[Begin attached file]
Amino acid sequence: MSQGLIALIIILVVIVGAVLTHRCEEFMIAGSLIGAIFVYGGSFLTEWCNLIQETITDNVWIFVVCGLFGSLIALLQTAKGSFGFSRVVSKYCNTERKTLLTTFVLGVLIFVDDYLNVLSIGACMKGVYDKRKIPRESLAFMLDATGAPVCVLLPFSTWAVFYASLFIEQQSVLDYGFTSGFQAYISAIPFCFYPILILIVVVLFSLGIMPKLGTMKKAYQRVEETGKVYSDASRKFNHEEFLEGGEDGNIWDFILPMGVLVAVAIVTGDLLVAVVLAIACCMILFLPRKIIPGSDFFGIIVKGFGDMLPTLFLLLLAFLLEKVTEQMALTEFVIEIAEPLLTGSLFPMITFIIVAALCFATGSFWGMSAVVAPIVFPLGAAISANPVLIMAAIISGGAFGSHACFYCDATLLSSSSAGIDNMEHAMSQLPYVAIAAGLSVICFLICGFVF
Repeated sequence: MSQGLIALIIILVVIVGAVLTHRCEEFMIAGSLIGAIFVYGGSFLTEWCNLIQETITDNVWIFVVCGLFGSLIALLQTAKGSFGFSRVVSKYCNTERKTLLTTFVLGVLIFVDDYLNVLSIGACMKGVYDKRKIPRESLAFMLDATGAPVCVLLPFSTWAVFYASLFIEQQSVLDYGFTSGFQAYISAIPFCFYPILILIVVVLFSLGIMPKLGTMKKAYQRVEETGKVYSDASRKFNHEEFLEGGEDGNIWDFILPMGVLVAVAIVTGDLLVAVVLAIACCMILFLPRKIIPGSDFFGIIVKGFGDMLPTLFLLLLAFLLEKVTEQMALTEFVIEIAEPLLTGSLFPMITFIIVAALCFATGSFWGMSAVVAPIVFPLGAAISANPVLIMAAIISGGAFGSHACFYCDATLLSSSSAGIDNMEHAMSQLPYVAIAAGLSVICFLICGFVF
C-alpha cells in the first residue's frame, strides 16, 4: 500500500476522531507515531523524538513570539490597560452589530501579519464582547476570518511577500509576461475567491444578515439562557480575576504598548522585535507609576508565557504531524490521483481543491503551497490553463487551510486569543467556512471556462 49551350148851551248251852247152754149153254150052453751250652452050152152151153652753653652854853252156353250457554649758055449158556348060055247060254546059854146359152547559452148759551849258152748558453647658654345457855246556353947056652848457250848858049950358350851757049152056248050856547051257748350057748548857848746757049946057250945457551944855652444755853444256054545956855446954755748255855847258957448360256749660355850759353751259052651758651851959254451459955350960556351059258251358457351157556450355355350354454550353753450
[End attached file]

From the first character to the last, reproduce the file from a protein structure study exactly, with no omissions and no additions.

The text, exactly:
Amino acid sequence: MSQGLIALIIILVVIVGAVLTHRCEEFMIAGSLIGAIFVYGGSFLTEWCNLIQETITDNVWIFVVCGLFGSLIALLQTAKGSFGFSRVVSKYCNTERKTLLTTFVLGVLIFVDDYLNVLSIGACMKGVYDKRKIPRESLAFMLDATGAPVCVLLPFSTWAVFYASLFIEQQSVLDYGFTSGFQAYISAIPFCFYPILILIVVVLFSLGIMPKLGTMKKAYQRVEETGKVYSDASRKFNHEEFLEGGEDGNIWDFILPMGVLVAVAIVTGDLLVAVVLAIACCMILFLPRKIIPGSDFFGIIVKGFGDMLPTLFLLLLAFLLEKVTEQMALTEFVIEIAEPLLTGSLFPMITFIIVAALCFATGSFWGMSAVVAPIVFPLGAAISANPVLIMAAIISGGAFGSHACFYCDATLLSSSSAGIDNMEHAMSQLPYVAIAAGLSVICFLICGFVF
Repeated sequence: MSQGLIALIIILVVIVGAVLTHRCEEFMIAGSLIGAIFVYGGSFLTEWCNLIQETITDNVWIFVVCGLFGSLIALLQTAKGSFGFSRVVSKYCNTERKTLLTTFVLGVLIFVDDYLNVLSIGACMKGVYDKRKIPRESLAFMLDATGAPVCVLLPFSTWAVFYASLFIEQQSVLDYGFTSGFQAYISAIPFCFYPILILIVVVLFSLGIMPKLGTMKKAYQRVEETGKVYSDASRKFNHEEFLEGGEDGNIWDFILPMGVLVAVAIVTGDLLVAVVLAIACCMILFLPRKIIPGSDFFGIIVKGFGDMLPTLFLLLLAFLLEKVTEQMALTEFVIEIAEPLLTGSLFPMITFIIVAALCFATGSFWGMSAVVAPIVFPLGAAISANPVLIMAAIISGGAFGSHACFYCDATLLSSSSAGIDNMEHAMSQLPYVAIAAGLSVICFLICGFVF
C-alpha cells in the first residue's frame, strides 16, 4: 500500500476522531507515531523524538513570539490597560452589530501579519464582547476570518511577500509576461475567491444578515439562557480575576504598548522585535507609576508565557504531524490521483481543491503551497490553463487551510486569543467556512471556462 49551350148851551248251852247152754149153254150052453751250652452050152152151153652753653652854853252156353250457554649758055449158556348060055247060254546059854146359152547559452148759551849258152748558453647658654345457855246556353947056652848457250848858049950358350851757049152056248050856547051257748350057748548857848746757049946057250945457551944855652444755853444256054545956855446954755748255855847258957448360256749660355850759353751259052651758651851959254451459955350960556351059258251358457351157556450355355350354454550353753450